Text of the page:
Experts offer tips on how to avoid injury while performing winter task
FRIDAY, Jan. 2 (HealthDay News) -- Clearing snow from your driveway and sidewalks can be physically challenging and dangerous work, so you need to take proper health and safety precautions, says the American Academy of Orthopaedic Surgeons (AAOS).
In 2007, more than 118,000 people were treated in U.S. hospital emergency rooms, doctors' offices, clinics and other medical facilities for injuries suffered while shoveling or doing other types of snow and ice removal, according to the U.S. Consumer Product Safety Commission. That same year, there were 15,000 snow blower-related injuries, triple the number in 2006.
"People tend to think of snow removal as just another household task, but it really involves a lot of bending and heavy lifting, particularly in wet snow," AAOS spokesman Dr. Robert Dunbar said in an academy news release. "It may be especially dangerous for people who do not regularly exercise, as their bodies, specifically back, shoulder and arm muscles, may not be prepared for that level of activity."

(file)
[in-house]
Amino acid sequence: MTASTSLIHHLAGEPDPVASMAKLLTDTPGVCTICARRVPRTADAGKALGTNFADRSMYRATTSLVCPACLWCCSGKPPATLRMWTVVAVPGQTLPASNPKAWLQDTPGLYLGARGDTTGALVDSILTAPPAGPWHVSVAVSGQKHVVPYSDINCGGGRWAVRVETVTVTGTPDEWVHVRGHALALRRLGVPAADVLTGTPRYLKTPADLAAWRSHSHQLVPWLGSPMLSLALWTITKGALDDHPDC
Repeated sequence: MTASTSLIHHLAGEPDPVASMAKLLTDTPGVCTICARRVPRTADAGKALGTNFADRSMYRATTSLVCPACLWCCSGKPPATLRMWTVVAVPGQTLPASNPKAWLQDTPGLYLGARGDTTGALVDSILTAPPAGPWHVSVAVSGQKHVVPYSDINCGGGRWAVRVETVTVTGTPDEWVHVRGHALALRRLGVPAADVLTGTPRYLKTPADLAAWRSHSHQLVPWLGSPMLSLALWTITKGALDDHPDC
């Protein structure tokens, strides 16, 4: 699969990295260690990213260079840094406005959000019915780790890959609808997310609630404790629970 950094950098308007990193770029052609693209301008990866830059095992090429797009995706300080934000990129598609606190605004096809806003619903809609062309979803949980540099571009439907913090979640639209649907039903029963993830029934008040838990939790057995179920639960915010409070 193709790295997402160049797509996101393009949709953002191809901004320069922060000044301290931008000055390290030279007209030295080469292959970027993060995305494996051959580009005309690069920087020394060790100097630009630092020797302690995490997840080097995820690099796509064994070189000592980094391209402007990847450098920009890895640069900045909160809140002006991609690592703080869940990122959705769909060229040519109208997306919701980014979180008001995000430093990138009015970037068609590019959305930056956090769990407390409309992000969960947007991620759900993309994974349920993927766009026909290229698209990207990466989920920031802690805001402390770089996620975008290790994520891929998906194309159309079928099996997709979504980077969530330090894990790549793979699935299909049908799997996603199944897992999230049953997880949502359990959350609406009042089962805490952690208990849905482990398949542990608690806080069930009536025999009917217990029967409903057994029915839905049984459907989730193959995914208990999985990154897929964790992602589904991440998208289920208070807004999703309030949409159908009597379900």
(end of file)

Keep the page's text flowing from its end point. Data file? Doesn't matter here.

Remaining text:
The AAOS offered advice on how to prevent injuries while shoveling or using a snow blower
The U.S. Federal Emergency Management Agency has more about winter safety.
-- Robert Preidt
SOURCE: American Academy of Orthopaedic Surgeons, news release, December, 2008
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